That different approach would seek to mobilize North Korea's neighbors who, it was assumed, shared an interest in preventing the nuclearization of the peninsula. It would also address the North's ballistic missile proliferation and its massive conventional fire power arrayed within range of Seoul, and it would highlight the country's human rights violations.

Eric and I were clearly in the camp of those who advocated coercive diplomacy, including the development of new tools such as tougher financial sanctions and international efforts, like the Proliferation Security Initiative, to interdict North Korea illicit activities, particularly those related to nuclear and missile proliferation.

The fate of the Agreed Framework was sealed by intelligence reporting that suggested that Pyongyang had been cheating all along. In the early to mid-1990s, the Kim regime launched a large scale, clandestine effort, aided by the notorious A.Q. Khan network, to create a uranium enrichment capability giving Pyongyang another pathway to nuclear weapons. The results of that effort were later made clear with the visit of Sig Hecker, a committed supporter of the Agreed Framework, to the North's fully functioning, industrial scale uranium enrichment facility in 2009.

But going back to the Bush Administration timeline, with the North's October 2002 acknowledgement of possessing an enrichment program, the Agreed Framework collapsed and Pyongyang withdrew from the NPT in early 2003.

It was at this time that the President and NSC Principals agreed on a strategy of "tailored containment" that sought to pressure the North Korean regime with the goal of changing the regime's calculus by underscoring that nuclear weapons were not a guarantor of regime survival but a threat to it.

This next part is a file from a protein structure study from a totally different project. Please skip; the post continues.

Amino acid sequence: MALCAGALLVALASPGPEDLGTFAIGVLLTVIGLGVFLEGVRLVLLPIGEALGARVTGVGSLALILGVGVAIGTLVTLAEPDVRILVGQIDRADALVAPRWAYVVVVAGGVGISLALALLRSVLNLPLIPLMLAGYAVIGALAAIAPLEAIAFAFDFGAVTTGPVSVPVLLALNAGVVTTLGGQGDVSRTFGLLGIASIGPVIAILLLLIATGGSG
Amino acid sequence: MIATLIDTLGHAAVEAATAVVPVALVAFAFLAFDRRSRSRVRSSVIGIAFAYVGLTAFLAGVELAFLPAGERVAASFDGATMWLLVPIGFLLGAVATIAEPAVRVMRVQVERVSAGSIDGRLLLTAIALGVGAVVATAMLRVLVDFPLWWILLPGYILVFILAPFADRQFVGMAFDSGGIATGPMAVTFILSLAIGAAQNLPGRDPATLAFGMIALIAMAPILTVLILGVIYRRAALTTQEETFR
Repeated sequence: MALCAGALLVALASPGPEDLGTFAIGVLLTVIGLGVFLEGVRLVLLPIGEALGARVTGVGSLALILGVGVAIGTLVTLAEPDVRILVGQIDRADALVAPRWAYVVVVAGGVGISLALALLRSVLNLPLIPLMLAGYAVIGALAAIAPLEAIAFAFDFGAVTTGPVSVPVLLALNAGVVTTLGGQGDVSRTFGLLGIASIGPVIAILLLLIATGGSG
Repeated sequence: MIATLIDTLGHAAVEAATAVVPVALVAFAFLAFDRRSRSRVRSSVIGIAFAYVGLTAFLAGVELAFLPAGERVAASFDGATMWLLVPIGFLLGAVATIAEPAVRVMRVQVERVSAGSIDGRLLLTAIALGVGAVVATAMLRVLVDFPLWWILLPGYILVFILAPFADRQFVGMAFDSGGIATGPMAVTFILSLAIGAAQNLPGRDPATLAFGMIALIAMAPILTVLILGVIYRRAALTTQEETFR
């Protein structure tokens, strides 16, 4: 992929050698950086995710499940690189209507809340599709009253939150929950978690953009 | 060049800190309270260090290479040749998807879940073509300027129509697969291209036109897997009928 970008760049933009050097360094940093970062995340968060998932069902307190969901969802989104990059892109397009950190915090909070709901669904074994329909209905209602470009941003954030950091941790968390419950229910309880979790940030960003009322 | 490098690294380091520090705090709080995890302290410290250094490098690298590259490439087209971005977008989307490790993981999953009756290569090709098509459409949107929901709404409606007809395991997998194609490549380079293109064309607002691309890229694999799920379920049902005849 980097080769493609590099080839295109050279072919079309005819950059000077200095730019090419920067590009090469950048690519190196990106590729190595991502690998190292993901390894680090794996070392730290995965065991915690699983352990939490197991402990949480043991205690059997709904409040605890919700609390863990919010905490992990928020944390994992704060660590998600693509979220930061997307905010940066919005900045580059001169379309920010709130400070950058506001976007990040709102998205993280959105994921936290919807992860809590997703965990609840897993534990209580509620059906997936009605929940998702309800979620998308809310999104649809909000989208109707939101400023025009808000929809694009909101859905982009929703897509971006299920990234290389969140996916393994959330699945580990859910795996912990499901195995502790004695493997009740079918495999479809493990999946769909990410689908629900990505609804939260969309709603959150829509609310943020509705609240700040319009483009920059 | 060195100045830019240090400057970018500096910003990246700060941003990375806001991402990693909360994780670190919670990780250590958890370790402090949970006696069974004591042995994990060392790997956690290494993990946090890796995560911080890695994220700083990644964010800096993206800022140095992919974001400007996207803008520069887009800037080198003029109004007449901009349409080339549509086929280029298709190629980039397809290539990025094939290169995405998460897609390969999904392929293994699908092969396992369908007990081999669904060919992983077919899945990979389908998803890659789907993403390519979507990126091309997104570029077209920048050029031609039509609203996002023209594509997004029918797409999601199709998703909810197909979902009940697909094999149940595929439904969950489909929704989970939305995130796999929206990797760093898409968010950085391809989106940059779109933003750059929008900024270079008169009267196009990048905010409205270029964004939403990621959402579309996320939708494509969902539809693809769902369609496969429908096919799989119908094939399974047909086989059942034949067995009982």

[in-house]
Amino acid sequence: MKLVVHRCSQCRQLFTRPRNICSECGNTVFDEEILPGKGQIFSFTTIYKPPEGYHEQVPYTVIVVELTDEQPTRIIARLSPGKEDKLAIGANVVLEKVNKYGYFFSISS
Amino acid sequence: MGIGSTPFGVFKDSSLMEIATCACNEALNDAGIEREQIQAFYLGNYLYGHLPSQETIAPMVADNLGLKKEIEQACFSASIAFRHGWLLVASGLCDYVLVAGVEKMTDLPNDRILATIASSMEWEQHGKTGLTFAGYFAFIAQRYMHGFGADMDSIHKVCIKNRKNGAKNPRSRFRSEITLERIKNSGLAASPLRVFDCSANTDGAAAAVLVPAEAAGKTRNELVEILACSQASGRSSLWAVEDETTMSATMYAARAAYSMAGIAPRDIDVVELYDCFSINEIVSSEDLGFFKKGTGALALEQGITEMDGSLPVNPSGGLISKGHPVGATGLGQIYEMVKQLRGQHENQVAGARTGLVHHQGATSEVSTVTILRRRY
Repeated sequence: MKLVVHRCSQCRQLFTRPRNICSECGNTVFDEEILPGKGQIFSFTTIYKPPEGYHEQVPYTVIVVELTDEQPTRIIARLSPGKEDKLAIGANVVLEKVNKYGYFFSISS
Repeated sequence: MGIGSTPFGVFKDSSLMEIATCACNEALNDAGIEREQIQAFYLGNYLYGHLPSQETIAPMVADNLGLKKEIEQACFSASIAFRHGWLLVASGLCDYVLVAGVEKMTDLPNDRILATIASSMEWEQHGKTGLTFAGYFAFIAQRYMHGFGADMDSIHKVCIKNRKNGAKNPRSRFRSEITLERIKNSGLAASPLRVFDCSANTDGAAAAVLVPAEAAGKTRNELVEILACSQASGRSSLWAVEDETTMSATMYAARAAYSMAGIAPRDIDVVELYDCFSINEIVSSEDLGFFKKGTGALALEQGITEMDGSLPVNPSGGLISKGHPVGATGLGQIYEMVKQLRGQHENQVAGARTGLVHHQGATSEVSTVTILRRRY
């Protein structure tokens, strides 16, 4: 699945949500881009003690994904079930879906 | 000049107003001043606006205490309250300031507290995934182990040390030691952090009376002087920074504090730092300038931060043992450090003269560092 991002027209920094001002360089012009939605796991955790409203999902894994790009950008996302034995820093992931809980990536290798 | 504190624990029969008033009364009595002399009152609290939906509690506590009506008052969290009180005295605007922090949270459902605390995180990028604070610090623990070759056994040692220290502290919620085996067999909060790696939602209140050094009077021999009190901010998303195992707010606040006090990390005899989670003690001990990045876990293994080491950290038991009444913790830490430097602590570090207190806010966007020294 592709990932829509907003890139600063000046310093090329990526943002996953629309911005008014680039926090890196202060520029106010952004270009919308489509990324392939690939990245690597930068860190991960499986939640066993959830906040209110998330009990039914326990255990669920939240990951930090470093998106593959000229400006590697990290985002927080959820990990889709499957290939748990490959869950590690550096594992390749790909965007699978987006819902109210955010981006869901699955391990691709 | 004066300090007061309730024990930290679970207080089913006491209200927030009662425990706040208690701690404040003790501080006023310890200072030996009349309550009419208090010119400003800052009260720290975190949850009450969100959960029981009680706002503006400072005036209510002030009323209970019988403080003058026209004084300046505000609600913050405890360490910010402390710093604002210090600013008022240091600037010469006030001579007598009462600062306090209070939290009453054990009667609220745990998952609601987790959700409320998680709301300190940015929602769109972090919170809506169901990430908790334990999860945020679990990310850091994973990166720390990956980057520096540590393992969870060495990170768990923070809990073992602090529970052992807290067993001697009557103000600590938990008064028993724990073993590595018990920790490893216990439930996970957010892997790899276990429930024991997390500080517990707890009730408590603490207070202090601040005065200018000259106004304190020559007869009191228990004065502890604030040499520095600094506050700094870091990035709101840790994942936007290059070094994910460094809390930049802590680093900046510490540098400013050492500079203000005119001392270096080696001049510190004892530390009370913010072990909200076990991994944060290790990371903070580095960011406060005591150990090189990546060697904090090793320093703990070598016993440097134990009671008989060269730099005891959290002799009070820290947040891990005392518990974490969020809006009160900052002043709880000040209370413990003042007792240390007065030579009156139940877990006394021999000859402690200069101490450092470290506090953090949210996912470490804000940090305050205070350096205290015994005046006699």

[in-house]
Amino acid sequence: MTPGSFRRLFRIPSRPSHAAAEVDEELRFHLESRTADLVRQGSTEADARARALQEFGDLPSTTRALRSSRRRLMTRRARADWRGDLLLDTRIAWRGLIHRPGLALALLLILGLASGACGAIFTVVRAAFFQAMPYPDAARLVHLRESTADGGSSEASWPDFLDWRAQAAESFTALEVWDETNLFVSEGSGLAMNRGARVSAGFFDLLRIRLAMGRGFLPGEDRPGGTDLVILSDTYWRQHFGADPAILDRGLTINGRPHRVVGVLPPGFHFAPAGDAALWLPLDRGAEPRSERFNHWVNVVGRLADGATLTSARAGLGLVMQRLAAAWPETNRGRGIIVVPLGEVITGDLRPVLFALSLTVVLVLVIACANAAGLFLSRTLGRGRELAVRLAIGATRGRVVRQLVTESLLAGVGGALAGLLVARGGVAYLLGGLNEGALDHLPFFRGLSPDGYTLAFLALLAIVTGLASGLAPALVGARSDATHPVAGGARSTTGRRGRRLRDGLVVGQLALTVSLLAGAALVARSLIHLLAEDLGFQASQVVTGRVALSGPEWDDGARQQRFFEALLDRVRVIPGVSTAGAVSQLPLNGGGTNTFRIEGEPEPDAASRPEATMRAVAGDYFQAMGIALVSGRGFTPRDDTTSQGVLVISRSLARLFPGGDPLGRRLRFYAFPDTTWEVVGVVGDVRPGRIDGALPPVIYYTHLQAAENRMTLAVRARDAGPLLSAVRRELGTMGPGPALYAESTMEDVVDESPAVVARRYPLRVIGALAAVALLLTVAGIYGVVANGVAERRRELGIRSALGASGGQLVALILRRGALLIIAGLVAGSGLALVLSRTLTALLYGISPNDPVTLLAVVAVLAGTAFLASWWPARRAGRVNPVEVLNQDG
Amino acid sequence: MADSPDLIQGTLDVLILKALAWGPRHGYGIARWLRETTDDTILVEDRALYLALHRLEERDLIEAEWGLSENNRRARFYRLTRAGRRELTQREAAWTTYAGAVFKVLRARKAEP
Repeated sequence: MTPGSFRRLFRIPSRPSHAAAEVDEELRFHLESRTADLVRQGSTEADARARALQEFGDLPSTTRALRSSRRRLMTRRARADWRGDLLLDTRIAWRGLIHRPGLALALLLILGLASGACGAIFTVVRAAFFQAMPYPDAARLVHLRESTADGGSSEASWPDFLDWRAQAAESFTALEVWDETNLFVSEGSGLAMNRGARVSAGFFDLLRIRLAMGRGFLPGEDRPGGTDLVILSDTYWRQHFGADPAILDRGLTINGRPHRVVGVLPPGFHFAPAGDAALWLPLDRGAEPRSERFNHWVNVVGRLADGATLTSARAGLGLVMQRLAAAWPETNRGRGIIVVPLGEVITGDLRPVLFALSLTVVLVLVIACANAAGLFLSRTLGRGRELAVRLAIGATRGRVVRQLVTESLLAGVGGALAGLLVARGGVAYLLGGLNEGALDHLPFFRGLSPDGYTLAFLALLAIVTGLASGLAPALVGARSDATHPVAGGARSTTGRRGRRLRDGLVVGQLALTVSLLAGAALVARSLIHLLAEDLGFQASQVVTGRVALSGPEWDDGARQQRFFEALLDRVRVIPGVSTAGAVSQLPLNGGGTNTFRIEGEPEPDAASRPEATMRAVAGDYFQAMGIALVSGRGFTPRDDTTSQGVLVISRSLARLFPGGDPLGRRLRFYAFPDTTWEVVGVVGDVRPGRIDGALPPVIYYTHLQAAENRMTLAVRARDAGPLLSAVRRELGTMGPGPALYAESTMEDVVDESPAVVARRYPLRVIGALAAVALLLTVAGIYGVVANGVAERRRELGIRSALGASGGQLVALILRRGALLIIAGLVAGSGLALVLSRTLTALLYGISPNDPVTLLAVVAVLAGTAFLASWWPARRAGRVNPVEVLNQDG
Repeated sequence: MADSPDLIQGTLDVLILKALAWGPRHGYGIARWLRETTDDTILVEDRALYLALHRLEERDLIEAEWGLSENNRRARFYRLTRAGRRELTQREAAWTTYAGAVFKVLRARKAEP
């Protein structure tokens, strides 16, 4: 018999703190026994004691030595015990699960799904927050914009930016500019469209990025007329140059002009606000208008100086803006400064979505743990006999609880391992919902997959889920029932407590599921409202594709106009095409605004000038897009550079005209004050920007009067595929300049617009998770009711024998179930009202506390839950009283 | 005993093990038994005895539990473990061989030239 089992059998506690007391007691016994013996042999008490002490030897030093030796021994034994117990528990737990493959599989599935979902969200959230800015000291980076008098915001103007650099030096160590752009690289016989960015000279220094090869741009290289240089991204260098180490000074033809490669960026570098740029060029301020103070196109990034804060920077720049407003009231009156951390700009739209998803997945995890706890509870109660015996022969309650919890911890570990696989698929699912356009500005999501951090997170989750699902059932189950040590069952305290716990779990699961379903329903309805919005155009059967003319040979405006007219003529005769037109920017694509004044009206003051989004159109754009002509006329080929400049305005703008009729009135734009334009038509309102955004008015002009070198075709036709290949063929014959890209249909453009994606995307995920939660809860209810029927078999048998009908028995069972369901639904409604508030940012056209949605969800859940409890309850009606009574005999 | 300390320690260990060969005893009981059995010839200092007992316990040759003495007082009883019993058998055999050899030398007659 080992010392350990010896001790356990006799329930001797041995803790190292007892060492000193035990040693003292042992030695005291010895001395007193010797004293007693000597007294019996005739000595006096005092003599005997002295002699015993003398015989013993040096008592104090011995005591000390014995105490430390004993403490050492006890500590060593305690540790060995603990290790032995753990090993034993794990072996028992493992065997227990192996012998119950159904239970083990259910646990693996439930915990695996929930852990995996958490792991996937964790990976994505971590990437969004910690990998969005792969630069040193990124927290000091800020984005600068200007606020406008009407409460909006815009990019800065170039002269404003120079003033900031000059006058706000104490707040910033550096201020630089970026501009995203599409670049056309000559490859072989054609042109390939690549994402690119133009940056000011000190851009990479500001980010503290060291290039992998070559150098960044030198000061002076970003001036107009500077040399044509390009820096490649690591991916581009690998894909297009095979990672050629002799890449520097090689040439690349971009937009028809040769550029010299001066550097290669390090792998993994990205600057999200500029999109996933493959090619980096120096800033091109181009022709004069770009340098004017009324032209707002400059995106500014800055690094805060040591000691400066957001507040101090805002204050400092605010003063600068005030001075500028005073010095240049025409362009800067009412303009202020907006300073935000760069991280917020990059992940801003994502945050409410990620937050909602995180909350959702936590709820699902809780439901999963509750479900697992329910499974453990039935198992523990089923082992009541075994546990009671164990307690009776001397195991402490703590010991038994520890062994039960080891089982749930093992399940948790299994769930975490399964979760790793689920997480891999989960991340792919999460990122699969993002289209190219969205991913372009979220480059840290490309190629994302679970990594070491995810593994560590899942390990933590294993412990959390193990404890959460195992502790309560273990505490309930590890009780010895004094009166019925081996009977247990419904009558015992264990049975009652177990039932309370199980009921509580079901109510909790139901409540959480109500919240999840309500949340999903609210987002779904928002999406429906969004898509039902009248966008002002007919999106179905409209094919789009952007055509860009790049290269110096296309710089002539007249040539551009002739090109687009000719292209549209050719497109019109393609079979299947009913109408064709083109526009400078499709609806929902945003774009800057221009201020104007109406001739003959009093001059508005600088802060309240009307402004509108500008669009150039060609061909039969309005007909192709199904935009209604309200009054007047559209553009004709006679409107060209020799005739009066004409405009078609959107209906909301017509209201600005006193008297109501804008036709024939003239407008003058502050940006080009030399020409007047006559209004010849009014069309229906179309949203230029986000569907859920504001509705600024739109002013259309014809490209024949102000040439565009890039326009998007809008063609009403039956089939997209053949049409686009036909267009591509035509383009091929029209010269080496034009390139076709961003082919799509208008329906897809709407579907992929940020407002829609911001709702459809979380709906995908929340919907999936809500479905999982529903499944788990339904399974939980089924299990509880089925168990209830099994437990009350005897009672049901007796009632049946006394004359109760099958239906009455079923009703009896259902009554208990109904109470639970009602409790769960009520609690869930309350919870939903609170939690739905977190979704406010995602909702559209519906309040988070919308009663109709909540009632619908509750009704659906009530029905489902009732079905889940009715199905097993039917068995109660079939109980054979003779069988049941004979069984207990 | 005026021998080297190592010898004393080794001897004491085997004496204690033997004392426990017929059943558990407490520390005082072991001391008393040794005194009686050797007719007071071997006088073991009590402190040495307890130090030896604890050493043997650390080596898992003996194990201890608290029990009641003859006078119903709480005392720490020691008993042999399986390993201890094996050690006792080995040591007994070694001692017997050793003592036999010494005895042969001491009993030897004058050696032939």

If it proved impossible to change that calculus, over time, these stringent measures might provoke a change in the regime's composition that might lead to a negotiated denuclearization of the Korean peninsula. In the meantime, other nations were included in the 6 Party Talks framework for negotiation to maximize pressure on the North Koreans. Unfortunately, the tailored containment strategy was never fully implemented mostly because the Administration was divided on how to achieve the goal of denuclearization.

Descriptions of North Korean policy during the Bush Administration frequently suggest that the debate was between those who favored negotiation and those who didn't and that the opponents had no real alternative to the policy of engagement. This is a convenient fiction used to justify the ongoing process of serial concessions. The real issue was not the question of negotiations but on what terms the negotiations would take place.

Armed with new sanctions, like those that the Treasury Department imposed on Banco Delta Asia, a Macao-based bank through which illicit gains from the North's counterfeiting, drug trafficking and other criminal activities flowed into the coffers of the Kim family, the U.S. in September 2005 won North Korea's agreement to the objective of abandoning "all nuclear weapons and existing nuclear programs and returning, at an early date, to the Treaty on the Non-Proliferation of Nuclear Weapons and to IAEA safeguards."

But as with past agreements, almost immediately, pressures began to build-up, that in order to keep the negotiations moving forward, the U.S. would have to make more concessions to North Korean concerns, particularly about the funds frozen by the Banco Delta Asia sanctions.

Along the way, the BDA funds were returned to Pyongyang, the North Koreans were taken off the list of state sponsors of terrorism and were relieved of the burdens of being subject to the Trading with the Enemy Act. It also meant turning a blind eye to North Korean noncompliance and misdeeds. The most dramatic instances of which were, in rapid succession, the North Korean nuclear test in October 2006, and the discovery in the spring of 2007 that North Korea was building a Yongbyon- like reactor in the Syrian desert.

In return for these multiple concessions, the U.S. sought a complete declaration of the North's nuclear program and fulfillment of the other steps called for in September 2005. But that was not what the U.S. received. Instead it got an incomplete declaration that ignored the uranium enrichment program and failed to mention the transfer of a nuclear reactor to Syria. When the U.S. finally rejected the North's declaration, the negotiations collapsed.

Even before President Obama had taken the oath of office, the North announced that it had weaponized all of the plutonium it had harvested from Yongbyon. In April, Pyongyang tested a three-stage ballistic missile and in May 2009, it conducted a second nuclear test.